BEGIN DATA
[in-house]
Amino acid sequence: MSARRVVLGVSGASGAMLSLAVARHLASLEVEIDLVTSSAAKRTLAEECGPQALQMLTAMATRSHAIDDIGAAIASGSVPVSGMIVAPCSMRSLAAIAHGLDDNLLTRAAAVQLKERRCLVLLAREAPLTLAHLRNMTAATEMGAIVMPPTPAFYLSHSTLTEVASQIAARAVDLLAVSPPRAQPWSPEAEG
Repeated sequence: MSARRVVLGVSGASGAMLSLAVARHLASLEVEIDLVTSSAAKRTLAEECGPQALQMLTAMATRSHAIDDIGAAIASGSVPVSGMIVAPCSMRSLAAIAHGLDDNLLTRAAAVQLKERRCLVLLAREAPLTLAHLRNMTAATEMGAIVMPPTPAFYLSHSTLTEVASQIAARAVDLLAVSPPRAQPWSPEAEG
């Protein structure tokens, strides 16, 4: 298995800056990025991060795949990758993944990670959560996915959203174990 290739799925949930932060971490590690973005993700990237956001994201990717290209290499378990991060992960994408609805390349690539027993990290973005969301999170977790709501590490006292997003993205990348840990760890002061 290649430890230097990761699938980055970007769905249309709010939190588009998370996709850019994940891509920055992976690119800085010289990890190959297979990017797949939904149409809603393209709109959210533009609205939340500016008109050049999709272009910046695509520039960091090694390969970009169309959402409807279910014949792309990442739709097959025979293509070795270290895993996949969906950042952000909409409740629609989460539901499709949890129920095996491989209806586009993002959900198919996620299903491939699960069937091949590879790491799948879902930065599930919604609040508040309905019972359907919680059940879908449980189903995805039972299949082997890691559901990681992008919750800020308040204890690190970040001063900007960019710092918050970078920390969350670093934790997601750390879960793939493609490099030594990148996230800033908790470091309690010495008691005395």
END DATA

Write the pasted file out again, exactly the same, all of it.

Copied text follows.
[in-house]
Amino acid sequence: MSARRVVLGVSGASGAMLSLAVARHLASLEVEIDLVTSSAAKRTLAEECGPQALQMLTAMATRSHAIDDIGAAIASGSVPVSGMIVAPCSMRSLAAIAHGLDDNLLTRAAAVQLKERRCLVLLAREAPLTLAHLRNMTAATEMGAIVMPPTPAFYLSHSTLTEVASQIAARAVDLLAVSPPRAQPWSPEAEG
Repeated sequence: MSARRVVLGVSGASGAMLSLAVARHLASLEVEIDLVTSSAAKRTLAEECGPQALQMLTAMATRSHAIDDIGAAIASGSVPVSGMIVAPCSMRSLAAIAHGLDDNLLTRAAAVQLKERRCLVLLAREAPLTLAHLRNMTAATEMGAIVMPPTPAFYLSHSTLTEVASQIAARAVDLLAVSPPRAQPWSPEAEG
């Protein structure tokens, strides 16, 4: 298995800056990025991060795949990758993944990670959560996915959203174990 290739799925949930932060971490590690973005993700990237956001994201990717290209290499378990991060992960994408609805390349690539027993990290973005969301999170977790709501590490006292997003993205990348840990760890002061 290649430890230097990761699938980055970007769905249309709010939190588009998370996709850019994940891509920055992976690119800085010289990890190959297979990017797949939904149409809603393209709109959210533009609205939340500016008109050049999709272009910046695509520039960091090694390969970009169309959402409807279910014949792309990442739709097959025979293509070795270290895993996949969906950042952000909409409740629609989460539901499709949890129920095996491989209806586009993002959900198919996620299903491939699960069937091949590879790491799948879902930065599930919604609040508040309905019972359907919680059940879908449980189903995805039972299949082997890691559901990681992008919750800020308040204890690190970040001063900007960019710092918050970078920390969350670093934790997601750390879960793939493609490099030594990148996230800033908790470091309690010495008691005395």